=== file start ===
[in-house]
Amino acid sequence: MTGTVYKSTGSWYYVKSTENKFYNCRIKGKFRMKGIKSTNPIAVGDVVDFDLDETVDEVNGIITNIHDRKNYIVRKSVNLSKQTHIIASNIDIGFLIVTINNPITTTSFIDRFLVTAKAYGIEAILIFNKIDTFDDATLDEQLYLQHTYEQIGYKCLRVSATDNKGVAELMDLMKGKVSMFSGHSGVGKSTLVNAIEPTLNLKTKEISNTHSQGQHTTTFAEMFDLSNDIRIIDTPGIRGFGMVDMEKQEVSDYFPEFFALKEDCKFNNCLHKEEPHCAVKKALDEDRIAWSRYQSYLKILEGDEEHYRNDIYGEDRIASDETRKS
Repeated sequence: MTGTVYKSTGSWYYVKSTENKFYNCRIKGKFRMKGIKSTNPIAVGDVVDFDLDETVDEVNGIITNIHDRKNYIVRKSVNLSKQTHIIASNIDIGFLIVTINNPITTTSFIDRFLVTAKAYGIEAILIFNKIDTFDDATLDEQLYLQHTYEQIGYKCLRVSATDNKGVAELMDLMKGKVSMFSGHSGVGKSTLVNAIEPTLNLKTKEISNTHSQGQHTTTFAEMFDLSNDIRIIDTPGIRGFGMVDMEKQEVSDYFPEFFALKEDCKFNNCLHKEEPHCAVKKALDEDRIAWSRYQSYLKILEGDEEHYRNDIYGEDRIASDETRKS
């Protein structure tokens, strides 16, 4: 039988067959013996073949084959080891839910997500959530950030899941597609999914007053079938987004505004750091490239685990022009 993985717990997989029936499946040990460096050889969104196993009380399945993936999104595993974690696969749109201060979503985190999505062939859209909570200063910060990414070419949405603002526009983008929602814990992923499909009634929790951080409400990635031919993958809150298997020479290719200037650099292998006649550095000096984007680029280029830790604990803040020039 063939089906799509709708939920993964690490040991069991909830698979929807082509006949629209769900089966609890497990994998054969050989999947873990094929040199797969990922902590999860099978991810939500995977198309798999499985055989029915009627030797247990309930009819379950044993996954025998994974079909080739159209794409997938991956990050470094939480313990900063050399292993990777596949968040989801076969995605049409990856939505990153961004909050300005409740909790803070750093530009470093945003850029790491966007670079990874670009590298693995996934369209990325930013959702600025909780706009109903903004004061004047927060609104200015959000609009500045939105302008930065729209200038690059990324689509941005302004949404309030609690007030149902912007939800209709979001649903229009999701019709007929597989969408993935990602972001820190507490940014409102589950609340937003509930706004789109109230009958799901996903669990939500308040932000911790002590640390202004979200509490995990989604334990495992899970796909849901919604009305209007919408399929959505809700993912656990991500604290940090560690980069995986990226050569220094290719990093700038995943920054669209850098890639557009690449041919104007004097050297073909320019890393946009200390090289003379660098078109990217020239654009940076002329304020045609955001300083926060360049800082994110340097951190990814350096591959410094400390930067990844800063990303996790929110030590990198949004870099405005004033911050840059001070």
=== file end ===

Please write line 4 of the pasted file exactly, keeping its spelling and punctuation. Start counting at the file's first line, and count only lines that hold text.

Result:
């Protein structure tokens, strides 16, 4: 039988067959013996073949084959080891839910997500959530950030899941597609999914007053079938987004505004750091490239685990022009 993985717990997989029936499946040990460096050889969104196993009380399945993936999104595993974690696969749109201060979503985190999505062939859209909570200063910060990414070419949405603002526009983008929602814990992923499909009634929790951080409400990635031919993958809150298997020479290719200037650099292998006649550095000096984007680029280029830790604990803040020039 063939089906799509709708939920993964690490040991069991909830698979929807082509006949629209769900089966609890497990994998054969050989999947873990094929040199797969990922902590999860099978991810939500995977198309798999499985055989029915009627030797247990309930009819379950044993996954025998994974079909080739159209794409997938991956990050470094939480313990900063050399292993990777596949968040989801076969995605049409990856939505990153961004909050300005409740909790803070750093530009470093945003850029790491966007670079990874670009590298693995996934369209990325930013959702600025909780706009109903903004004061004047927060609104200015959000609009500045939105302008930065729209200038690059990324689509941005302004949404309030609690007030149902912007939800209709979001649903229009999701019709007929597989969408993935990602972001820190507490940014409102589950609340937003509930706004789109109230009958799901996903669990939500308040932000911790002590640390202004979200509490995990989604334990495992899970796909849901919604009305209007919408399929959505809700993912656990991500604290940090560690980069995986990226050569220094290719990093700038995943920054669209850098890639557009690449041919104007004097050297073909320019890393946009200390090289003379660098078109990217020239654009940076002329304020045609955001300083926060360049800082994110340097951190990814350096591959410094400390930067990844800063990303996790929110030590990198949004870099405005004033911050840059001070």